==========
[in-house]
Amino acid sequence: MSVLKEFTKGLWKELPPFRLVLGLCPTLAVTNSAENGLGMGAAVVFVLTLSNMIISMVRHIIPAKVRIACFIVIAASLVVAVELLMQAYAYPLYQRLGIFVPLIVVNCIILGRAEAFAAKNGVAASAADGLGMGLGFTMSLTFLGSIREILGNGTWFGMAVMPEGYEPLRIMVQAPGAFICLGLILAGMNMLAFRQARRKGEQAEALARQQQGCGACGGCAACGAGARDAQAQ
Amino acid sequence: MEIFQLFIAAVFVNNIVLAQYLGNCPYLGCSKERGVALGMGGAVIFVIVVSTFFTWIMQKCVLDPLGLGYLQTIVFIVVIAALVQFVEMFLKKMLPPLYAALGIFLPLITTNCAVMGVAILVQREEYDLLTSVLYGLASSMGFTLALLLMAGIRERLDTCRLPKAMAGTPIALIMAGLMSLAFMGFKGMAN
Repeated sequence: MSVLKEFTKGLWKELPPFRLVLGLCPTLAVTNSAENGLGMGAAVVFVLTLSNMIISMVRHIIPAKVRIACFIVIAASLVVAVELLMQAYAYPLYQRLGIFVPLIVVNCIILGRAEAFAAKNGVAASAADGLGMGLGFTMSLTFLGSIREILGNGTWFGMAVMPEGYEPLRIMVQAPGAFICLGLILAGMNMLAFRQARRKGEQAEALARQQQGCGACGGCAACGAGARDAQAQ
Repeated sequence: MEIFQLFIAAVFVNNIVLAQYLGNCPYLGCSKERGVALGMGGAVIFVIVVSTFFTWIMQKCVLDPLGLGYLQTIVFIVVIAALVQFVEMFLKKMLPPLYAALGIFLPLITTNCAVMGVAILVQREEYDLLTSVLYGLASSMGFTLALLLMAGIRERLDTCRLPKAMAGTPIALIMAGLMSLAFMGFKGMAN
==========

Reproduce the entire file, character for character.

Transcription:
[in-house]
Amino acid sequence: MSVLKEFTKGLWKELPPFRLVLGLCPTLAVTNSAENGLGMGAAVVFVLTLSNMIISMVRHIIPAKVRIACFIVIAASLVVAVELLMQAYAYPLYQRLGIFVPLIVVNCIILGRAEAFAAKNGVAASAADGLGMGLGFTMSLTFLGSIREILGNGTWFGMAVMPEGYEPLRIMVQAPGAFICLGLILAGMNMLAFRQARRKGEQAEALARQQQGCGACGGCAACGAGARDAQAQ
Amino acid sequence: MEIFQLFIAAVFVNNIVLAQYLGNCPYLGCSKERGVALGMGGAVIFVIVVSTFFTWIMQKCVLDPLGLGYLQTIVFIVVIAALVQFVEMFLKKMLPPLYAALGIFLPLITTNCAVMGVAILVQREEYDLLTSVLYGLASSMGFTLALLLMAGIRERLDTCRLPKAMAGTPIALIMAGLMSLAFMGFKGMAN
Repeated sequence: MSVLKEFTKGLWKELPPFRLVLGLCPTLAVTNSAENGLGMGAAVVFVLTLSNMIISMVRHIIPAKVRIACFIVIAASLVVAVELLMQAYAYPLYQRLGIFVPLIVVNCIILGRAEAFAAKNGVAASAADGLGMGLGFTMSLTFLGSIREILGNGTWFGMAVMPEGYEPLRIMVQAPGAFICLGLILAGMNMLAFRQARRKGEQAEALARQQQGCGACGGCAACGAGARDAQAQ
Repeated sequence: MEIFQLFIAAVFVNNIVLAQYLGNCPYLGCSKERGVALGMGGAVIFVIVVSTFFTWIMQKCVLDPLGLGYLQTIVFIVVIAALVQFVEMFLKKMLPPLYAALGIFLPLITTNCAVMGVAILVQREEYDLLTSVLYGLASSMGFTLALLLMAGIRERLDTCRLPKAMAGTPIALIMAGLMSLAFMGFKGMAN